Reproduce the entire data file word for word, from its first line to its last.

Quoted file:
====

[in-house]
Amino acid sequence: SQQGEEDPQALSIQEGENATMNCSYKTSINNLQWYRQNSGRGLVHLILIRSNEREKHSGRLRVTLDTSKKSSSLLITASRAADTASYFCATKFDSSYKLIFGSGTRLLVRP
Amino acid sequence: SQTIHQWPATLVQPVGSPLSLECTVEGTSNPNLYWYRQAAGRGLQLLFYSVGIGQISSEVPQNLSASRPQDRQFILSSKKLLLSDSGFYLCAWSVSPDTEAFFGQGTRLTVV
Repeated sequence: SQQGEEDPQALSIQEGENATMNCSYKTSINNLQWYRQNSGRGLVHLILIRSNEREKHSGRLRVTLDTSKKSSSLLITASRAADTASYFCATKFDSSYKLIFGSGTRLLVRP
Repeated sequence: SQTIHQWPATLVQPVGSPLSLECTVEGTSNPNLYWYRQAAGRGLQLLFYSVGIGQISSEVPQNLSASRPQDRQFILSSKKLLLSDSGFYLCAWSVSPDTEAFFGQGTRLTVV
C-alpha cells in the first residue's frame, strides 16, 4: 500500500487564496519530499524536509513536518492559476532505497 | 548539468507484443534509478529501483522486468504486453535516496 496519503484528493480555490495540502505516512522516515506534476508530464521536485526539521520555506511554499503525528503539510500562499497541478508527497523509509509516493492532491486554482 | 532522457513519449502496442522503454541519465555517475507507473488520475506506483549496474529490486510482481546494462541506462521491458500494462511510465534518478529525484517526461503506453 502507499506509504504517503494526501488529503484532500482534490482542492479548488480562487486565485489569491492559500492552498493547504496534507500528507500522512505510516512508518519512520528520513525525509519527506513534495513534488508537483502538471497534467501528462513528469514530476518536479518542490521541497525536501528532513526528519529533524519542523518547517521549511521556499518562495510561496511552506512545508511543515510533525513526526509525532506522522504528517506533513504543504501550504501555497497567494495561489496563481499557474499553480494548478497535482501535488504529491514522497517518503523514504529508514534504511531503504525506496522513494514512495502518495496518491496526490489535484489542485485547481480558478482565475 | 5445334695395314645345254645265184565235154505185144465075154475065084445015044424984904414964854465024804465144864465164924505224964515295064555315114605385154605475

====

[in-house]
Amino acid sequence: SQQGEEDPQALSIQEGENATMNCSYKTSINNLQWYRQNSGRGLVHLILIRSNEREKHSGRLRVTLDTSKKSSSLLITASRAADTASYFCATKFDSSYKLIFGSGTRLLVRP
Amino acid sequence: SQTIHQWPATLVQPVGSPLSLECTVEGTSNPNLYWYRQAAGRGLQLLFYSVGIGQISSEVPQNLSASRPQDRQFILSSKKLLLSDSGFYLCAWSVSPDTEAFFGQGTRLTVV
Repeated sequence: SQQGEEDPQALSIQEGENATMNCSYKTSINNLQWYRQNSGRGLVHLILIRSNEREKHSGRLRVTLDTSKKSSSLLITASRAADTASYFCATKFDSSYKLIFGSGTRLLVRP
Repeated sequence: SQTIHQWPATLVQPVGSPLSLECTVEGTSNPNLYWYRQAAGRGLQLLFYSVGIGQISSEVPQNLSASRPQDRQFILSSKKLLLSDSGFYLCAWSVSPDTEAFFGQGTRLTVV
C-alpha cells in the first residue's frame, strides 16, 4: 500500500487564496519530499524536509513536518492559476532505497 | 548539468507484443534509478529501483522486468504486453535516496 496519503484528493480555490495540502505516512522516515506534476508530464521536485526539521520555506511554499503525528503539510500562499497541478508527497523509509509516493492532491486554482 | 532522457513519449502496442522503454541519465555517475507507473488520475506506483549496474529490486510482481546494462541506462521491458500494462511510465534518478529525484517526461503506453 502507499506509504504517503494526501488529503484532500482534490482542492479548488480562487486565485489569491492559500492552498493547504496534507500528507500522512505510516512508518519512520528520513525525509519527506513534495513534488508537483502538471497534467501528462513528469514530476518536479518542490521541497525536501528532513526528519529533524519542523518547517521549511521556499518562495510561496511552506512545508511543515510533525513526526509525532506522522504528517506533513504543504501550504501555497497567494495561489496563481499557474499553480494548478497535482501535488504529491514522497517518503523514504529508514534504511531503504525506496522513494514512495502518495496518491496526490489535484489542485485547481480558478482565475 | 5445334695395314645345254645265184565235154505185144465075154475065084445015044424984904414964854465024804465144864465164924505224964515295064555315114605385154605475